Last year it didn’t seem right or possible to pray about the Exodus and our redemption. There was so much darkness, so much in the way. But this year, a new day is slowly dawning. This year it feels right; no, it feels necessary to recall our liberation back then and anticipate our future deliverance.    I pray that this Passover heralds a new moment of opening of souls and hearts even as our society opens up.

Can we take all we’ve learned and create a better life based on the lessons of Covid? That’s the question, and I challenge you to bring it up. Make this a Passover of meaning and consequence.    Liza and I and the Stern Gang wish you a zissen Pesach (a sweet Passover).   May we all be healthy and vaccinated, and free. I look forward to hugs and kisses and tears. I miss you all. Next year in Jerusalem.   

With love and blessings,   rebhayim


I woke up the other day at 4am. I wasn’t happy about it. Sleep for me is not a welcome break or a blessed part of the day. I’m not very happy about going to sleep. It’s a chore to be checked off my must-do list – and I hate must-do lists.

My evening ritual revolves around what to do before I give it the old college try – come on! You can do it! – and turn off the light. I’ll read. Or I’ll do the New York Times daily crossword on my phone. Or I’ll send a few emails or look at Instagram. It’s all about brokering a nightly truce between my waking brain that just wants to do more and the primate brain that, seeing it’s dark, wants to find a safe place and sleep for 12 hours.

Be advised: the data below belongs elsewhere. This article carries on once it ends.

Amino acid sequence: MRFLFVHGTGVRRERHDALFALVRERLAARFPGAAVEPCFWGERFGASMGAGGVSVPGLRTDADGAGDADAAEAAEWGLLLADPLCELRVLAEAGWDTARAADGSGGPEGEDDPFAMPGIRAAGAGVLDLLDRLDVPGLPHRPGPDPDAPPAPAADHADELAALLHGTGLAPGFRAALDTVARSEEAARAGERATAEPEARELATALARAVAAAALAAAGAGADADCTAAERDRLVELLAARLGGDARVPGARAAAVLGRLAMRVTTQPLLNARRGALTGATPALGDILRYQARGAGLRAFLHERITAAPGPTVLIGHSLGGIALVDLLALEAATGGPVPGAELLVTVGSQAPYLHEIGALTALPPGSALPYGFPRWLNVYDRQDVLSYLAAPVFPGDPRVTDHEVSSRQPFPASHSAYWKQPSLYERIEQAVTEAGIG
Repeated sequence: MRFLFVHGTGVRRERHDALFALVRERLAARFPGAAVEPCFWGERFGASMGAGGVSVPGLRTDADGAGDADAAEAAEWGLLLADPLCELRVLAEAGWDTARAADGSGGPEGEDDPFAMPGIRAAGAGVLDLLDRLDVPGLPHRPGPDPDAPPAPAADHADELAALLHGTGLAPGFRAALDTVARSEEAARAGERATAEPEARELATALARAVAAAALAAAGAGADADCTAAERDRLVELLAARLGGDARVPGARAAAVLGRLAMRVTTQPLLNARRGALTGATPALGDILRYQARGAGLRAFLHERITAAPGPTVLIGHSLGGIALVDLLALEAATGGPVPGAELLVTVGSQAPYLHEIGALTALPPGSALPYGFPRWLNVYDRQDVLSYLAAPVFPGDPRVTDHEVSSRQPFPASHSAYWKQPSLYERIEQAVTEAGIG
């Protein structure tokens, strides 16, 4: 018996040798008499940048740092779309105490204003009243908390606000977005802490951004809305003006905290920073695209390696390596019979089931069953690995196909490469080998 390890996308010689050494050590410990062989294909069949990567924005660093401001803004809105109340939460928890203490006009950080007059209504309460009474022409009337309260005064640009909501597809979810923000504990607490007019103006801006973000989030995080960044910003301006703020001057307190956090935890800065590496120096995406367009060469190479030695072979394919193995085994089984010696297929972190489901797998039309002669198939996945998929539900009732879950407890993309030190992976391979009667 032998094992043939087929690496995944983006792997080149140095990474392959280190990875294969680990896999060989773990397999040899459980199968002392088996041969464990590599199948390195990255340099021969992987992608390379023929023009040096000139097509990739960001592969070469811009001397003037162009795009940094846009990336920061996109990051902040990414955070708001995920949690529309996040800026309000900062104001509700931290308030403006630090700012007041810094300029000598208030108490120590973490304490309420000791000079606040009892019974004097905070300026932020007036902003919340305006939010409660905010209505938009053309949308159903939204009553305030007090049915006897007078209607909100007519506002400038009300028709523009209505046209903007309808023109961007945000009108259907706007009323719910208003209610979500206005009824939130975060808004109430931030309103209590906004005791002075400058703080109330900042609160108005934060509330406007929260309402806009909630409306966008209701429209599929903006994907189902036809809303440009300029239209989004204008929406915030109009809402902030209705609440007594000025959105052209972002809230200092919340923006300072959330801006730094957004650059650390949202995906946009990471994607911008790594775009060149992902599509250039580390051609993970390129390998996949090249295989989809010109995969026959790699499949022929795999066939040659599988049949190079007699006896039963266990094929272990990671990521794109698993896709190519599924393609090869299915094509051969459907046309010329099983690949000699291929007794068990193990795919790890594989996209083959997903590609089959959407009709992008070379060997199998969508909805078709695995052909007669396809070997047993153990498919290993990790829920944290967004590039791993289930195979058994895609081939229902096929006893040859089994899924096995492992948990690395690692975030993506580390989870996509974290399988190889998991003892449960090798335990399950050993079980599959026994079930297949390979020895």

So I’m up at 4am. Fine. I had a Diet Coke at 11pm. An early morning pitstop are the dues you have to pay. But as I come to consciousness, having been asleep for probably 4 hours, I’m not grumbling about rising from under the covers. I’m thinking deeply about potholders. No, not a stash from a local dispensary, but actual potholders made from some stretchy synthetic fabric.

One of the only crafts activities I can remember from my youth is making potholders. I’m sure that everyone has done this. You start with a metal frame the size of a matzah. The frame has raised nubs along its perimeter. You take rubber band-like rings and stretch them across the frame. Next you weave another set of rings through the stretched fabric. And then voila: you have a potholder.  Well, almost…

My son, Jonah, loves drawing and has bequeathed to his kids, particularly to Sylvie, a real knack for it. Maggie, my daughter-in-law, is similarly gifted in arts and crafts. She shows my grandkids how to create beautiful, interesting art as an expression of their joy and their sadness. They already have an MFA-quality collection of oils and watercolors and sculpture and crafts galore.